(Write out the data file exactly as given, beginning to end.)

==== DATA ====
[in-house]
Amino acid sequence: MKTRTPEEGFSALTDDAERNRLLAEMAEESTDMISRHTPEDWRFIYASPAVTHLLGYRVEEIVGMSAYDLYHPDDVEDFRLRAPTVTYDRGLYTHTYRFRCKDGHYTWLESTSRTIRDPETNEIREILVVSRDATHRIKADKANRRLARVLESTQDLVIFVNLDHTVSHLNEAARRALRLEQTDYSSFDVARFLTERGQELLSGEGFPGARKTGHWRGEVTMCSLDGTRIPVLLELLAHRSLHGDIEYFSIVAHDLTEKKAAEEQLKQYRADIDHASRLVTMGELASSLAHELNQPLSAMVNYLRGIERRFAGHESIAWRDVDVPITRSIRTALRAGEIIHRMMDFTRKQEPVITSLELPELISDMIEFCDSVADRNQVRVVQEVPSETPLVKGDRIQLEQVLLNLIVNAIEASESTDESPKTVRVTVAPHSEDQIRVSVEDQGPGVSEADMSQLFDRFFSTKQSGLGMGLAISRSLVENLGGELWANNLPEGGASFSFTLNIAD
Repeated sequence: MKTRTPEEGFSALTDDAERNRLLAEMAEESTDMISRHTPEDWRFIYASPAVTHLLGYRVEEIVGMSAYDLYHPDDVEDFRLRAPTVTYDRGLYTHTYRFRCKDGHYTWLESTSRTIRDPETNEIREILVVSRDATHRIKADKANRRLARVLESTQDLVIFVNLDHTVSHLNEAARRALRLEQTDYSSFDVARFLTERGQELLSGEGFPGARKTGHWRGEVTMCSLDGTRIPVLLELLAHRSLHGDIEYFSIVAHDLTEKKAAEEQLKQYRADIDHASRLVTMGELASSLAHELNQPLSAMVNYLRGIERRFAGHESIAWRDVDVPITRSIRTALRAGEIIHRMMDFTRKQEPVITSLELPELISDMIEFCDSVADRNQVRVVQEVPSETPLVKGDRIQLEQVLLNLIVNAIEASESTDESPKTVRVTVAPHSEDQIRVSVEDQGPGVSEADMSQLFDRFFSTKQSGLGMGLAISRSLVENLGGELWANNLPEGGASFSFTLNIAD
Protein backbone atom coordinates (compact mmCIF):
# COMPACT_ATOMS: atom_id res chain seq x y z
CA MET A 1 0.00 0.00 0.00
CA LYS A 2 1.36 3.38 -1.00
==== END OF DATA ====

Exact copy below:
[in-house]
Amino acid sequence: MKTRTPEEGFSALTDDAERNRLLAEMAEESTDMISRHTPEDWRFIYASPAVTHLLGYRVEEIVGMSAYDLYHPDDVEDFRLRAPTVTYDRGLYTHTYRFRCKDGHYTWLESTSRTIRDPETNEIREILVVSRDATHRIKADKANRRLARVLESTQDLVIFVNLDHTVSHLNEAARRALRLEQTDYSSFDVARFLTERGQELLSGEGFPGARKTGHWRGEVTMCSLDGTRIPVLLELLAHRSLHGDIEYFSIVAHDLTEKKAAEEQLKQYRADIDHASRLVTMGELASSLAHELNQPLSAMVNYLRGIERRFAGHESIAWRDVDVPITRSIRTALRAGEIIHRMMDFTRKQEPVITSLELPELISDMIEFCDSVADRNQVRVVQEVPSETPLVKGDRIQLEQVLLNLIVNAIEASESTDESPKTVRVTVAPHSEDQIRVSVEDQGPGVSEADMSQLFDRFFSTKQSGLGMGLAISRSLVENLGGELWANNLPEGGASFSFTLNIAD
Repeated sequence: MKTRTPEEGFSALTDDAERNRLLAEMAEESTDMISRHTPEDWRFIYASPAVTHLLGYRVEEIVGMSAYDLYHPDDVEDFRLRAPTVTYDRGLYTHTYRFRCKDGHYTWLESTSRTIRDPETNEIREILVVSRDATHRIKADKANRRLARVLESTQDLVIFVNLDHTVSHLNEAARRALRLEQTDYSSFDVARFLTERGQELLSGEGFPGARKTGHWRGEVTMCSLDGTRIPVLLELLAHRSLHGDIEYFSIVAHDLTEKKAAEEQLKQYRADIDHASRLVTMGELASSLAHELNQPLSAMVNYLRGIERRFAGHESIAWRDVDVPITRSIRTALRAGEIIHRMMDFTRKQEPVITSLELPELISDMIEFCDSVADRNQVRVVQEVPSETPLVKGDRIQLEQVLLNLIVNAIEASESTDESPKTVRVTVAPHSEDQIRVSVEDQGPGVSEADMSQLFDRFFSTKQSGLGMGLAISRSLVENLGGELWANNLPEGGASFSFTLNIAD
Protein backbone atom coordinates (compact mmCIF):
# COMPACT_ATOMS: atom_id res chain seq x y z
CA MET A 1 0.00 0.00 0.00
CA LYS A 2 1.36 3.38 -1.00